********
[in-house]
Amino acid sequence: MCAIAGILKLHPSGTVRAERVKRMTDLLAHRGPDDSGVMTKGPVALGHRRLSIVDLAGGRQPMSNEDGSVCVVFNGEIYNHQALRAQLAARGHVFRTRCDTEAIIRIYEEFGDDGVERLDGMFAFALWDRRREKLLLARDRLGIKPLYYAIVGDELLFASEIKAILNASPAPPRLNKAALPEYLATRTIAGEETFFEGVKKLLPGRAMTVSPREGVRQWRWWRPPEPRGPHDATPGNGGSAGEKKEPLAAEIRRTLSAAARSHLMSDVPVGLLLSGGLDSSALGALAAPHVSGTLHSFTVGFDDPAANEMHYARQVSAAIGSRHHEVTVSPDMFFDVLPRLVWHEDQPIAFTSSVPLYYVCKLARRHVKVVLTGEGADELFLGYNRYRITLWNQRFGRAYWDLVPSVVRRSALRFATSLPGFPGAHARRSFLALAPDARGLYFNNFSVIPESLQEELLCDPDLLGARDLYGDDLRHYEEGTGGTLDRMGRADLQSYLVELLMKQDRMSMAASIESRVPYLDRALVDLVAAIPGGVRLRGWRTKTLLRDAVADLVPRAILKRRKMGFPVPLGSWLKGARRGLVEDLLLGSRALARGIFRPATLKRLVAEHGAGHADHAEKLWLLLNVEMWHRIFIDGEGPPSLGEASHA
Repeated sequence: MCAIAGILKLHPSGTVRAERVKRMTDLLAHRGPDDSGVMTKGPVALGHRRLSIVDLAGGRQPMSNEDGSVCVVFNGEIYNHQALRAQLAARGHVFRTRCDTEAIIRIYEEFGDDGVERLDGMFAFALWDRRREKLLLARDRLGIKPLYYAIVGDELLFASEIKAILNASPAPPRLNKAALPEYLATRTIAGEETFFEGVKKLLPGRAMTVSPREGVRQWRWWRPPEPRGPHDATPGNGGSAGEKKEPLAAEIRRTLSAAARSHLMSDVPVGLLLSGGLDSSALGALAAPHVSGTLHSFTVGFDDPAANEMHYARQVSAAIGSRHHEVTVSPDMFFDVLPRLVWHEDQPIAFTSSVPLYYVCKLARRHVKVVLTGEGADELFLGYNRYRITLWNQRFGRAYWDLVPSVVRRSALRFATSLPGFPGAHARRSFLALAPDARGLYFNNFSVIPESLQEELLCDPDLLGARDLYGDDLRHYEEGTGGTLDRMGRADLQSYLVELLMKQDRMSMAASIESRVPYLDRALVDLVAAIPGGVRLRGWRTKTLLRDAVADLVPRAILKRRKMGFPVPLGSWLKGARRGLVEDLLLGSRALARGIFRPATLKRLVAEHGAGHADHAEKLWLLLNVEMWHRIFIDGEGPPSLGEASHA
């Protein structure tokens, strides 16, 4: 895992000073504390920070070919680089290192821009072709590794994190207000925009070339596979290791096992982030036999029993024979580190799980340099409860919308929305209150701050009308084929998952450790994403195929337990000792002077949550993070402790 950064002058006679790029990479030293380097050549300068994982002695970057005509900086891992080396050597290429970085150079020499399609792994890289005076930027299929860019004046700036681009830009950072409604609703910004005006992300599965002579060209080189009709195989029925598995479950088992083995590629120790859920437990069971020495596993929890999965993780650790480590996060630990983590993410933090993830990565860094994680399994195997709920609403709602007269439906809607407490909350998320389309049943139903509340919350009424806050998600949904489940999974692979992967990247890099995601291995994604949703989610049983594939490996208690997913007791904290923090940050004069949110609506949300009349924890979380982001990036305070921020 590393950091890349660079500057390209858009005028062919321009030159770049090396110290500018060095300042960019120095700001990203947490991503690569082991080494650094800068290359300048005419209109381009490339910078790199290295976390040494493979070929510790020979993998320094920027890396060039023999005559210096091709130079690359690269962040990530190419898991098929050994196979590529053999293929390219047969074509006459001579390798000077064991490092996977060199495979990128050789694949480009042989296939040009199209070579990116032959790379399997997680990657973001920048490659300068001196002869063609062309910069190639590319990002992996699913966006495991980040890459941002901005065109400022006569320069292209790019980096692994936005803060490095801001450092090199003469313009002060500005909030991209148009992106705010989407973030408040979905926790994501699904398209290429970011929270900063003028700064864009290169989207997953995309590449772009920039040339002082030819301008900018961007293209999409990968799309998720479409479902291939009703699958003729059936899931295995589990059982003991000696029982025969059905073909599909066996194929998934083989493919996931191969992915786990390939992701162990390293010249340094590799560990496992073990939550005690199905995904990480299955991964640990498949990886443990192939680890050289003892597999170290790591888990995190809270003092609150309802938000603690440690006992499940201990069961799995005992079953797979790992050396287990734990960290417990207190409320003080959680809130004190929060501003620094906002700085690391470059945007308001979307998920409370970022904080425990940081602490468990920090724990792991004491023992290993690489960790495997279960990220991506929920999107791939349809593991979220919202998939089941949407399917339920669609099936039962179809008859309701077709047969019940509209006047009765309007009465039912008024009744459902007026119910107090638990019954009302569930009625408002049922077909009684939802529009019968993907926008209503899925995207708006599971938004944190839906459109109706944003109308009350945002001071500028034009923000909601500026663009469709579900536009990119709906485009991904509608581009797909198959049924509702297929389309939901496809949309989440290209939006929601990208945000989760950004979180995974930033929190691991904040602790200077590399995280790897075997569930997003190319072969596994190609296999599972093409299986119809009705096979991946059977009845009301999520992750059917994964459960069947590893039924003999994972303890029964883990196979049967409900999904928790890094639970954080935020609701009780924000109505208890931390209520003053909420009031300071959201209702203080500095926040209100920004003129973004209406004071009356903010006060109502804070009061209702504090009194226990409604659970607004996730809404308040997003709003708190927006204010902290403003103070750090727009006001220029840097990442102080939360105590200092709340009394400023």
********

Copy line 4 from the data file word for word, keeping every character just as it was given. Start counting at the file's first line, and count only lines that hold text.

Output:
């Protein structure tokens, strides 16, 4: 895992000073504390920070070919680089290192821009072709590794994190207000925009070339596979290791096992982030036999029993024979580190799980340099409860919308929305209150701050009308084929998952450790994403195929337990000792002077949550993070402790 950064002058006679790029990479030293380097050549300068994982002695970057005509900086891992080396050597290429970085150079020499399609792994890289005076930027299929860019004046700036681009830009950072409604609703910004005006992300599965002579060209080189009709195989029925598995479950088992083995590629120790859920437990069971020495596993929890999965993780650790480590996060630990983590993410933090993830990565860094994680399994195997709920609403709602007269439906809607407490909350998320389309049943139903509340919350009424806050998600949904489940999974692979992967990247890099995601291995994604949703989610049983594939490996208690997913007791904290923090940050004069949110609506949300009349924890979380982001990036305070921020 590393950091890349660079500057390209858009005028062919321009030159770049090396110290500018060095300042960019120095700001990203947490991503690569082991080494650094800068290359300048005419209109381009490339910078790199290295976390040494493979070929510790020979993998320094920027890396060039023999005559210096091709130079690359690269962040990530190419898991098929050994196979590529053999293929390219047969074509006459001579390798000077064991490092996977060199495979990128050789694949480009042989296939040009199209070579990116032959790379399997997680990657973001920048490659300068001196002869063609062309910069190639590319990002992996699913966006495991980040890459941002901005065109400022006569320069292209790019980096692994936005803060490095801001450092090199003469313009002060500005909030991209148009992106705010989407973030408040979905926790994501699904398209290429970011929270900063003028700064864009290169989207997953995309590449772009920039040339002082030819301008900018961007293209999409990968799309998720479409479902291939009703699958003729059936899931295995589990059982003991000696029982025969059905073909599909066996194929998934083989493919996931191969992915786990390939992701162990390293010249340094590799560990496992073990939550005690199905995904990480299955991964640990498949990886443990192939680890050289003892597999170290790591888990995190809270003092609150309802938000603690440690006992499940201990069961799995005992079953797979790992050396287990734990960290417990207190409320003080959680809130004190929060501003620094906002700085690391470059945007308001979307998920409370970022904080425990940081602490468990920090724990792991004491023992290993690489960790495997279960990220991506929920999107791939349809593991979220919202998939089941949407399917339920669609099936039962179809008859309701077709047969019940509209006047009765309007009465039912008024009744459902007026119910107090638990019954009302569930009625408002049922077909009684939802529009019968993907926008209503899925995207708006599971938004944190839906459109109706944003109308009350945002001071500028034009923000909601500026663009469709579900536009990119709906485009991904509608581009797909198959049924509702297929389309939901496809949309989440290209939006929601990208945000989760950004979180995974930033929190691991904040602790200077590399995280790897075997569930997003190319072969596994190609296999599972093409299986119809009705096979991946059977009845009301999520992750059917994964459960069947590893039924003999994972303890029964883990196979049967409900999904928790890094639970954080935020609701009780924000109505208890931390209520003053909420009031300071959201209702203080500095926040209100920004003129973004209406004071009356903010006060109502804070009061209702504090009194226990409604659970607004996730809404308040997003709003708190927006204010902290403003103070750090727009006001220029840097990442102080939360105590200092709340009394400023």